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• # Using a 3-Axis Magnetometer as a compass.

• Vertical axis is the Yaw axis
This leaves two remaining axis
• The heading or roll axis points in the direction of travel
• The remaining horizontal axis is the pitch axis that points left and right from the heading axis.
• To get a heading we use the atan2 function and then adjust to a 0 to 360 degree range
• If(ww<0) ww+=360
• Atan2 produces values in radians so we define pirate= 180/pi to get degrees
57.29577951
• In the following table pay attention to the sign of the axis values

North 1 0 0 0
NorthEast 1 1 45 45
East 0 1 90 90
SouthEast -1 1 135 135
South -1 0 180 180
SouthWest -1 -1 -135 225
West 0 -1 -90 270
NorthWest 1 -1 -45 315

*Magnetometer axis usually have an offset that needs to be corrected so that no field produces a zero value. x1= x - xoffset, y1= y-yoffset, z1= z-zoffset;

• You must assign the X,Y, and Z axis to the Roll, Pitch and Yaw axis based on the mounting of the magnetometer.
• The roll or pitch readings from the mgnetometer may need to be negated to get the proper heading, as the direction of the assigned axis may be reversed from the Roll, Pith and Yaw axis as define in the table.

Use the attached trycompass.js file as a starting point. Attention Puck experimenters!
(still puzzling as to why the markdown table above doesn't display correctly?)

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• still puzzling as to why the markdown table above doesn't display correctly?

...autodetect of text of numbers does left and right alignment in table cell... :/ ...so much does autoXyz do any good...

• # Using a 3-Axis Magnetometer as a compass.

## An example:

### First Zero the magnetometer

For each axis X, Y and Z point the axis North and take a reading R1, then turn the magnetometer 180 degrees and take reading R2. Take the average of the two readings as the offset for that axis.
Your code will then take a reading and subtract the offset for each axis. X= Xraw- Xoffset, Y= Yraw- Yoffset, Z= Zraw- Zoffset.
Use the resulting Z, Y and Z values in all calculations that follow. If you repeat the North and then rotate proceedure then
Xn =-Xs, Yn=-Yz, and Zn=-Zs, where the subscripts s and n stanf for North and South.

### Example

• Assign the Z axis to the Yaw axis.
• Assign the X axis to the roll (heading) axis.
• Assign the Y axis to the pitch axis.
• With the X and Y axis level and the Z axis pointing in the position for use ( Think the model airplane is not inverted):
• Point the roll (X) axis North and note the sign of the X axis reading. If it is negative, you need to multiply X by -1 in the assignment statement of the code
• Point the roll (X) axis East and note the sign of the Y axis. The reading should be negative, if not you need to multiply Y by -1 in the assignment statement of the code
• The yaw axis should be positive in the Northern hemisphere and negative in the Southern menisphere. If not negate it.

``````var X=1,Y=-1,Z=1;
var X1,Y1,Z1;
var Xoffset=0,Yoffset=0,Zoffset=0;
//Read the magnetometer X,Y, and Z

//Subtract the offsets
X1=X-Xoffset; Y1=Y-Yoffset; Z1=Z-Zoffset;
//Assign the XYZ to roll pitch and yaw axis
var Sroll=1; var Spitch=-1; var Syaw=1;
roll=Sroll*X1; pitch=Spitch*Y1; yaw=Syaw*Z1;
dip=180/Math.PI*Math.atan(Math.sqrt(roll­*roll+pitch*pitch),yaw);
console.log("Dip= ",dip);
``````

Note the change in the argument order of the atan2 function from the orignal post.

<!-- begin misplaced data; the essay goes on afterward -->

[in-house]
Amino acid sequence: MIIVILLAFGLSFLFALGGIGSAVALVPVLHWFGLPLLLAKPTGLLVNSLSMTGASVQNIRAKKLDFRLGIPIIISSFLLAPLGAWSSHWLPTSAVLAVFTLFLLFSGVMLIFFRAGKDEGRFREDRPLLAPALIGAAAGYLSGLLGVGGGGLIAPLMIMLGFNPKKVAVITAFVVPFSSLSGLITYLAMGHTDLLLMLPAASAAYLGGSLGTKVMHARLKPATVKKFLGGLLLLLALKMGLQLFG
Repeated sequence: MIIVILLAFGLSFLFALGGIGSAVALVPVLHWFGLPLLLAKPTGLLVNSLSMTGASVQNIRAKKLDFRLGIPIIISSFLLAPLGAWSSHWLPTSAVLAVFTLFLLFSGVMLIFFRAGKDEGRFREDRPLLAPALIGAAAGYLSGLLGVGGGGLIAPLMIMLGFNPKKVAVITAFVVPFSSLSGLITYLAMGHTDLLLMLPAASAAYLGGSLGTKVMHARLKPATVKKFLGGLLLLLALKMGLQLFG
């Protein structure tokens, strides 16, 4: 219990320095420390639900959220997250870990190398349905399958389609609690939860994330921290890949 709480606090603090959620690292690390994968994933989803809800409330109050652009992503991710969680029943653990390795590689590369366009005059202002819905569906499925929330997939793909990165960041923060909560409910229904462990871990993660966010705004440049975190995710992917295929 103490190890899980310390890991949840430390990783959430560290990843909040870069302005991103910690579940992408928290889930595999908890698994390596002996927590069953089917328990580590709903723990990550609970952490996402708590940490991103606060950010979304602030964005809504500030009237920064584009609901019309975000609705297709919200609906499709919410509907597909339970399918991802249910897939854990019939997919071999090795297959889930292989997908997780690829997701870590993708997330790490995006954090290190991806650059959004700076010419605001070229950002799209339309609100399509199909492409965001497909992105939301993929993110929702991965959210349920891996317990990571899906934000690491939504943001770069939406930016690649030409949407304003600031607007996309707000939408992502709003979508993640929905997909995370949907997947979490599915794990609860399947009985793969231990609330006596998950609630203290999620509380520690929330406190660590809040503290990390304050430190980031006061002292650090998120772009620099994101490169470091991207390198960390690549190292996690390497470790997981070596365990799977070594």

• Try it out to see that 90 degree heading is East, 180 is South, 270 is West and 0 is North.
• Repeat using the Y axis as the roll axis and the X axis as pitch.

https://en.wikipedia.org/wiki/Magnetic_d­ip

https://www.ngdc.noaa.gov/geomag-web/#ig­rfwmm

https://en.wikipedia.org/wiki/Magnetic_d­eclination

• For dip try this instead:

``````dip=180/Math.PI*Math.atan(yaw/Math.sqrt(­roll*roll+pitch*pitch));
``````

dip is positive in Northern and negative in Southern hemispheres.
It ranges from -90 to +90.

• Thanks!

If we could think of a nice way of automatically doing calibration this could make a really interesting module

• ### Thoughts on magnetometer calibrations.

• Use a min/max program to find the minimum and maximum readings for each axis and then average the minimum and maximum to obtain the offset for each axis.
Point both ends of each axis towards the magnetic pole. Remember the pole is actually below the horizontal by the dip angle.

``````//Cal_idea.js
//5 Jan 2017

function minmax(){
this.min=[0,0,0];
this.max=[0,0,0];
this.avg=[0,0,0];
}

minmax.prototype.process=function(A){
var i;
for(i=0;i<3;i++){
if(A[i]>this.max[i])this.max[i]=A[i];
if(A[i]<this.min[i])this.min[i]=A[i];
this.avg[i]=(this.min[i]+this.max[i])/2;­
}
console.log("max= ",this.max);
console.log("min= ",this.min);
console.log("avg= ",this.avg);
};

var i;
var T=new minmax();
for(i=-4;i<4;i++){
//fake some data for demo
//process data while moving the magnetometer
// until the max and min for each axis is at the limit
//use the average as the offset value
}//next i
``````
• In the module MAG3110.js, does the Puck use this function?
http://www.espruino.com/modules/MAG3110.­js

``````/**
* Performs a manual magnetic sensor reset (One-Shot).
* Initiates a magnetic sensor reset cycle that will restore correct operation after exposure to an excessive magnetic
* field wich exceeds the Full Scale Range of +/-1000ÂµT, e.g. near a speaker magnet.
*/
MAG3110.prototype.magneticReset = function () {
value |= 0x10; // set Mag_RST
this.write8(MAG3110.CTRL_REG2, value);
};
``````
• Finding the best fit sphere regression using Solver in Excel

http://forum.espruino.com/conversations/­297875/

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• The Puck uses something very similar to that JS module, but it's written in C to try and get it running as fast as possible, without using up any JS code space.

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